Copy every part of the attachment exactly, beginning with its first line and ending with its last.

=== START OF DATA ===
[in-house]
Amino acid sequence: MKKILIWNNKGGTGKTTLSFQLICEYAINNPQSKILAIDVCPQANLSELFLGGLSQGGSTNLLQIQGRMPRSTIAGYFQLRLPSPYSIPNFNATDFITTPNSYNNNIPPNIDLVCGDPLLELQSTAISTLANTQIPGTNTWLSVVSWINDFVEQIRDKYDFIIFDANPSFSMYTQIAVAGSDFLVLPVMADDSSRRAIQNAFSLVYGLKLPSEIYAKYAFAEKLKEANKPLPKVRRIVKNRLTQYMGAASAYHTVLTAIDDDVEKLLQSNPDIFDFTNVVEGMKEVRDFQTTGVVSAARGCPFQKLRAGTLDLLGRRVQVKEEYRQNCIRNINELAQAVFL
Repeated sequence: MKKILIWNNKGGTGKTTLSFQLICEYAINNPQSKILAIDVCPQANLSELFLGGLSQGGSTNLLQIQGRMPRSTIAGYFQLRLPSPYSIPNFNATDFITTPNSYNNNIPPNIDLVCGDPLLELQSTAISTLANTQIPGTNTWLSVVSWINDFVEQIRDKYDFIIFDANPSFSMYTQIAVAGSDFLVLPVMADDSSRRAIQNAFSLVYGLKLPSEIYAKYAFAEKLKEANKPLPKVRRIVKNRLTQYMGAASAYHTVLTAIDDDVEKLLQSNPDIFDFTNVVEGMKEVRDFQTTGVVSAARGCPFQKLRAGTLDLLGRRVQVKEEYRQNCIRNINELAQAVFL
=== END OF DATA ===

[in-house]
Amino acid sequence: MKKILIWNNKGGTGKTTLSFQLICEYAINNPQSKILAIDVCPQANLSELFLGGLSQGGSTNLLQIQGRMPRSTIAGYFQLRLPSPYSIPNFNATDFITTPNSYNNNIPPNIDLVCGDPLLELQSTAISTLANTQIPGTNTWLSVVSWINDFVEQIRDKYDFIIFDANPSFSMYTQIAVAGSDFLVLPVMADDSSRRAIQNAFSLVYGLKLPSEIYAKYAFAEKLKEANKPLPKVRRIVKNRLTQYMGAASAYHTVLTAIDDDVEKLLQSNPDIFDFTNVVEGMKEVRDFQTTGVVSAARGCPFQKLRAGTLDLLGRRVQVKEEYRQNCIRNINELAQAVFL
Repeated sequence: MKKILIWNNKGGTGKTTLSFQLICEYAINNPQSKILAIDVCPQANLSELFLGGLSQGGSTNLLQIQGRMPRSTIAGYFQLRLPSPYSIPNFNATDFITTPNSYNNNIPPNIDLVCGDPLLELQSTAISTLANTQIPGTNTWLSVVSWINDFVEQIRDKYDFIIFDANPSFSMYTQIAVAGSDFLVLPVMADDSSRRAIQNAFSLVYGLKLPSEIYAKYAFAEKLKEANKPLPKVRRIVKNRLTQYMGAASAYHTVLTAIDDDVEKLLQSNPDIFDFTNVVEGMKEVRDFQTTGVVSAARGCPFQKLRAGTLDLLGRRVQVKEEYRQNCIRNINELAQAVFL